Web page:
International Scholars of the Western Network member Peter Stanfield’s new book Hoodlum Movies: Seriality and the Outlaw Biker Film Cycle, 1966-1972 (Rutgers University Press, 2018) focuses on one of the Western genre’s more exploitative present-day offshoots.
“From The Wild Angels in 1966 until its conclusion in 1972, the cycle of outlaw motorcycle films contained forty-odd formulaic examples. All but one were made by independent companies that specialized in producing exploitation movies for drive-ins, neighborhood theaters, and run-down inner-city movie houses. Despised by critics but welcomed by exhibitors unable to book first-run films, these cheaply and quickly made pictures were produced to appeal to audiences of undereducated mobile youths.
Plagiarizing contemporary films for plotlines, the cycle reveled in a brutal and lurid sensationalism drawn from the day’s headlines and from earlier exploitation fare. Collectively, these movies portray a picture of America that is the inverse of a progressive, inclusive, and aspirational culture. A nihilistic taint runs through the cycle without providing much in the way of social or aesthetic compensation. Neither on original release nor subsequently have these films accrued cultural capital. In kind, they are stuck with a legacy of negative critical equity. These are dumb, uncouth, loutish films made for real or imagined hoodlums who had no interest in contesting or resisting the entreaties of popular culture. Biker movies are repetitive, formulaic, and fairly indistinguishable from one another. Disreputable and interchangeable these films may be, but their lack of cultural legitimacy and low ambition is a large part of the rationale for this study, inviting questions about seriality and film cycles that are otherwise ignored in histories of 1960s and ’70s American film.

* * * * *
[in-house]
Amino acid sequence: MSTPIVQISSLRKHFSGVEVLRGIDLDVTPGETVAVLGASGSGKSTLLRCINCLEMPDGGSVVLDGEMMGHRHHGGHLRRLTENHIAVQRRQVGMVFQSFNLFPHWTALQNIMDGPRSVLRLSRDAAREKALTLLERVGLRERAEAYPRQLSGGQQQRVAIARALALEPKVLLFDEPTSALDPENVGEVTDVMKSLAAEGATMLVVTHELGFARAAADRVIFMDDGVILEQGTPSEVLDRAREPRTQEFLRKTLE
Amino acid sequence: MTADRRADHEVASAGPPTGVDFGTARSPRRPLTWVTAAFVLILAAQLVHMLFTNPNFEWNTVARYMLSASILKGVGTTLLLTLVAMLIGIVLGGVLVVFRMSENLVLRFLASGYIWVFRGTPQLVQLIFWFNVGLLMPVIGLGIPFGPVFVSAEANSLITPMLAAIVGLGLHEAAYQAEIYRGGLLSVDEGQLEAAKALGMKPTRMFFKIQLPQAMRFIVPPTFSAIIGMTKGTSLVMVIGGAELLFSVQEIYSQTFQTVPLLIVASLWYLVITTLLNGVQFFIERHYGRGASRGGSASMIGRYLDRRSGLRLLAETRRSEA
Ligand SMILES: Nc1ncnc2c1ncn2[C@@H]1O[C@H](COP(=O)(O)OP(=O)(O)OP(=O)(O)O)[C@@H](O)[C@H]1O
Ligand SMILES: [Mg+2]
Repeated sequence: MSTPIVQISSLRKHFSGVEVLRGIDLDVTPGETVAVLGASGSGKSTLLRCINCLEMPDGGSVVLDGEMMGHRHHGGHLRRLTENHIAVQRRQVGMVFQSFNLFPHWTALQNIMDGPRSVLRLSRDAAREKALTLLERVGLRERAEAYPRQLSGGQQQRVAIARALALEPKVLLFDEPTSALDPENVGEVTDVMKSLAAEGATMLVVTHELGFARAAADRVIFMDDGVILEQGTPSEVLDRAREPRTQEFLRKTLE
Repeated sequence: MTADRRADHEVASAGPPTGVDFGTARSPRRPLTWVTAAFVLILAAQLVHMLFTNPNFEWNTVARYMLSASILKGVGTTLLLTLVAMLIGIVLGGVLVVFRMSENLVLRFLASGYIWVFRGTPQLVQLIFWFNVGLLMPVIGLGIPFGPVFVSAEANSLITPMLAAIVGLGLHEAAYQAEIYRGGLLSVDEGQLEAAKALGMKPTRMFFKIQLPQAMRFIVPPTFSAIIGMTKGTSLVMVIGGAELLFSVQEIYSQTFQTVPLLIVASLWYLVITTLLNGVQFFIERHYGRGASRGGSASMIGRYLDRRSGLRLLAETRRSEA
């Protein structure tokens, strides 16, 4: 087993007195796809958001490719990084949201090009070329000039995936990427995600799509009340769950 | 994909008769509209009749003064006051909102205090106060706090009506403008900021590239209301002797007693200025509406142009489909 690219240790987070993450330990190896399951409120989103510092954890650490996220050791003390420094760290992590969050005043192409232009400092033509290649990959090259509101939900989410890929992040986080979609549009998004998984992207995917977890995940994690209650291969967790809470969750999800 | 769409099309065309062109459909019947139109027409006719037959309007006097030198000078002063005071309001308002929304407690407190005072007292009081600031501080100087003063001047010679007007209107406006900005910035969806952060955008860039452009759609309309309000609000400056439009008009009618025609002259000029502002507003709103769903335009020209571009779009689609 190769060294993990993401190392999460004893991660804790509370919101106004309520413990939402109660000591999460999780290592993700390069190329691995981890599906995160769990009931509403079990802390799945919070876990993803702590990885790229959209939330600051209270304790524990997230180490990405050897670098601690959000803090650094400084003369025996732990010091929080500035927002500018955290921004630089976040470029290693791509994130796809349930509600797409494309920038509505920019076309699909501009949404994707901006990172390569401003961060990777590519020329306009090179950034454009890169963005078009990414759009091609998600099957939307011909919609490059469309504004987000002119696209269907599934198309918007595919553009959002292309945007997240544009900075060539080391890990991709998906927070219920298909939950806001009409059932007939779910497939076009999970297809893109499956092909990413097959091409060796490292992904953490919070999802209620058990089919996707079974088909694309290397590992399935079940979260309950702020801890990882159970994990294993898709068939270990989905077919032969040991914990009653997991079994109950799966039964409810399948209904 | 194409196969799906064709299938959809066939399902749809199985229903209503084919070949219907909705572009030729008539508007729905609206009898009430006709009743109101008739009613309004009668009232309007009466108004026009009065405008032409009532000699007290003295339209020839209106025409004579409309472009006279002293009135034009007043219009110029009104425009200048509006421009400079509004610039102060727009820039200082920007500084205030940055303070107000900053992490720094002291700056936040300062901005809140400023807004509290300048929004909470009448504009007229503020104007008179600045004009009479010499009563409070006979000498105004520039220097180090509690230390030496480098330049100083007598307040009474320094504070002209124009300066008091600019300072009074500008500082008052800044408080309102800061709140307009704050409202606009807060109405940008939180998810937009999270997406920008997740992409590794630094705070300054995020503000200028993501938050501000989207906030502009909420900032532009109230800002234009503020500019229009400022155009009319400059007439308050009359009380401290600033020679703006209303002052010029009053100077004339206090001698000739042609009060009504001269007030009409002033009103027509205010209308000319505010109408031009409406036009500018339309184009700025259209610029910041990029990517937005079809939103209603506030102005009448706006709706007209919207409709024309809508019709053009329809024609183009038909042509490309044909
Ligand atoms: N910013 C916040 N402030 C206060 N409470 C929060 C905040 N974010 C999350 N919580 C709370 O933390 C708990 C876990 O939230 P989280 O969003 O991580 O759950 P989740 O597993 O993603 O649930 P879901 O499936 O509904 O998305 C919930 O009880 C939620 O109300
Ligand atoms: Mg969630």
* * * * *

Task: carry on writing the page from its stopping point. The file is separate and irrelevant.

Many of the filmmakers involved in outlaw biker movies—Jack Nicholson, Peter Fonda, Dennis Hopper, and Laszlo Kovacs, among them—would play a significant role in New Hollywood. The biker cycle was not, however, about the new beginnings and open horizons that films such as Bonnie and Clyde (1967), Easy Rider (1969), Five Easy Pieces (1970), The Last Picture Show (1971), and Two-Lane Blacktop (1971) projected. Even as their characters were gunned down or burnt out in the final reel, directors Arthur Penn, Dennis Hopper, Bob Rafelson, Peter Bogdanovich, and Monte Hellman were seen to be laying to rest the monolithic Hollywood studios, with their hidebound practices that produced irrelevant movies with aging stars—dramas that were far removed from the interests and concerns of the baby boom generation these cineastes played to. The biker picture offered an altogether bleaker vision of the state of things in Hollywood; as they trampled over and despoiled past glories, the films in the cycle held out no hope of better days ahead. Like a murder of crows feeding on the carrion of pop culture, the biker film besmirched all that it touched. While Hopper in The Last Movie (1971), Bogdanovich in The Last Picture Show, and Fonda in The Hired Hand (1971) paid homage to the movies made by Howard Hawks, John Ford, and the like, even as they gainsaid the myth of the West, the biker movie merely picked over the genre’s bones for opportunistic story ideas and stylistic gestures.
The grandeur of Ford’s Monument Valley or the Rocky Mountain locations of Anthony Mann’s westerns was supplanted in the biker movie by the scrubland surrounding Bakersfield or the dilapidated ranches once used for numerous western film productions and later leased to television companies. A purveyor of national mythologies unequaled in modern popular culture and a cornerstone of American film production that had once accounted for a third of all films produced in Hollywood, as seen through the filter of the biker movie, the western was in a penurious and parlous state. Stripped of its epic stature, the landscape no longer represented the promise of change and renewal. The spectacular deserts of California, Arizona, and Nevada were rendered in the cycle as sprawling junkyards, slag heaps spilling over with the detritus of modern life.”